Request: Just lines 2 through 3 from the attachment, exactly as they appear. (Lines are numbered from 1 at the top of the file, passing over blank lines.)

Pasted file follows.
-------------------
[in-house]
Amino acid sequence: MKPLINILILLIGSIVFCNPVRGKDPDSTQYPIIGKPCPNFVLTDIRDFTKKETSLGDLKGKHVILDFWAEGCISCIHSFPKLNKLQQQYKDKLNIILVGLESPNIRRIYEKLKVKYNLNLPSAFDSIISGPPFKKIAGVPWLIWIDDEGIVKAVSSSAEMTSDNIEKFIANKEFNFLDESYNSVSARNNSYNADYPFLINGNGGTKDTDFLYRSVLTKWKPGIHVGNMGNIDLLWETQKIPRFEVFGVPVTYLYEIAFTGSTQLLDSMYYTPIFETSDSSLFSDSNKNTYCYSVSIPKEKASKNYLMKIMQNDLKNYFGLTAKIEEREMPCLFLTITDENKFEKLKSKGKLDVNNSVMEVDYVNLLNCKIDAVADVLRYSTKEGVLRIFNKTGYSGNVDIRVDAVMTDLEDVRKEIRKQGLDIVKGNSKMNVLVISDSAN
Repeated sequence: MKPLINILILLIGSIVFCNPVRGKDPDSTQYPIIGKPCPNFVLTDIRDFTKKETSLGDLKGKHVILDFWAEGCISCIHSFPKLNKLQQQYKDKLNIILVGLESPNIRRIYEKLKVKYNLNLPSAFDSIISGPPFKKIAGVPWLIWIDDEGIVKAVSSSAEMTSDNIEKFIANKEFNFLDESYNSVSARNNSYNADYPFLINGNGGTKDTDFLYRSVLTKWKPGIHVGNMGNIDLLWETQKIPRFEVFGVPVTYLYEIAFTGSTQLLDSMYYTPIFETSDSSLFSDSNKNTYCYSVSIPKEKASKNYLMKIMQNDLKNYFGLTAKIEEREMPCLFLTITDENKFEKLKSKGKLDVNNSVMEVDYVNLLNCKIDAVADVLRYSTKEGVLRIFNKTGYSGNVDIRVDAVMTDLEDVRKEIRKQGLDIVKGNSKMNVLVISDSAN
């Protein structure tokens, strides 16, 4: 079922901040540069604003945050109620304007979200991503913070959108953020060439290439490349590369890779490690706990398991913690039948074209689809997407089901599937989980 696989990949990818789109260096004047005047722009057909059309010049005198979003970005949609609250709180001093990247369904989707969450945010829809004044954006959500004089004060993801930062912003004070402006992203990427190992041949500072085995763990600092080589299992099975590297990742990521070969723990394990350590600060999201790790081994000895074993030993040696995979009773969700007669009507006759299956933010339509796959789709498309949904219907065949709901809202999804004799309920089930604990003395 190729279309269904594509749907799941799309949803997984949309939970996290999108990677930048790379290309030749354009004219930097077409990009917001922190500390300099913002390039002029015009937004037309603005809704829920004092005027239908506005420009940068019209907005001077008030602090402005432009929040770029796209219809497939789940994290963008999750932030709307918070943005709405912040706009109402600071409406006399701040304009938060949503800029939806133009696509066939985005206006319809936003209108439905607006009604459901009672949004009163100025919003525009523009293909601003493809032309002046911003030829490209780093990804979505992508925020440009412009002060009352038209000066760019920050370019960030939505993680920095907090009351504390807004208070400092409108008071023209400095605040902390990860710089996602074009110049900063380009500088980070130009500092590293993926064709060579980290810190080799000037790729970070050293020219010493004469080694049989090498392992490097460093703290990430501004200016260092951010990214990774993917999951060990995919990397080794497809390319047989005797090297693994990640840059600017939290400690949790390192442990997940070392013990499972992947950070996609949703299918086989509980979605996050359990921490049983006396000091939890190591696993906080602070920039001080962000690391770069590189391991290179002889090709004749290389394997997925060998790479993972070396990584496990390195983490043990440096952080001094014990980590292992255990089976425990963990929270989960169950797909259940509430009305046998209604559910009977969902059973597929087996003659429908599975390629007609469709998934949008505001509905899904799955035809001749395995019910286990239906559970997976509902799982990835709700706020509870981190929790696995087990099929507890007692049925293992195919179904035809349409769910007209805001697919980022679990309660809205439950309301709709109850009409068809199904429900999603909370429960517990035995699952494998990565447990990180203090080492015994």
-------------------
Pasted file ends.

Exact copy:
Amino acid sequence: MKPLINILILLIGSIVFCNPVRGKDPDSTQYPIIGKPCPNFVLTDIRDFTKKETSLGDLKGKHVILDFWAEGCISCIHSFPKLNKLQQQYKDKLNIILVGLESPNIRRIYEKLKVKYNLNLPSAFDSIISGPPFKKIAGVPWLIWIDDEGIVKAVSSSAEMTSDNIEKFIANKEFNFLDESYNSVSARNNSYNADYPFLINGNGGTKDTDFLYRSVLTKWKPGIHVGNMGNIDLLWETQKIPRFEVFGVPVTYLYEIAFTGSTQLLDSMYYTPIFETSDSSLFSDSNKNTYCYSVSIPKEKASKNYLMKIMQNDLKNYFGLTAKIEEREMPCLFLTITDENKFEKLKSKGKLDVNNSVMEVDYVNLLNCKIDAVADVLRYSTKEGVLRIFNKTGYSGNVDIRVDAVMTDLEDVRKEIRKQGLDIVKGNSKMNVLVISDSAN
Repeated sequence: MKPLINILILLIGSIVFCNPVRGKDPDSTQYPIIGKPCPNFVLTDIRDFTKKETSLGDLKGKHVILDFWAEGCISCIHSFPKLNKLQQQYKDKLNIILVGLESPNIRRIYEKLKVKYNLNLPSAFDSIISGPPFKKIAGVPWLIWIDDEGIVKAVSSSAEMTSDNIEKFIANKEFNFLDESYNSVSARNNSYNADYPFLINGNGGTKDTDFLYRSVLTKWKPGIHVGNMGNIDLLWETQKIPRFEVFGVPVTYLYEIAFTGSTQLLDSMYYTPIFETSDSSLFSDSNKNTYCYSVSIPKEKASKNYLMKIMQNDLKNYFGLTAKIEEREMPCLFLTITDENKFEKLKSKGKLDVNNSVMEVDYVNLLNCKIDAVADVLRYSTKEGVLRIFNKTGYSGNVDIRVDAVMTDLEDVRKEIRKQGLDIVKGNSKMNVLVISDSAN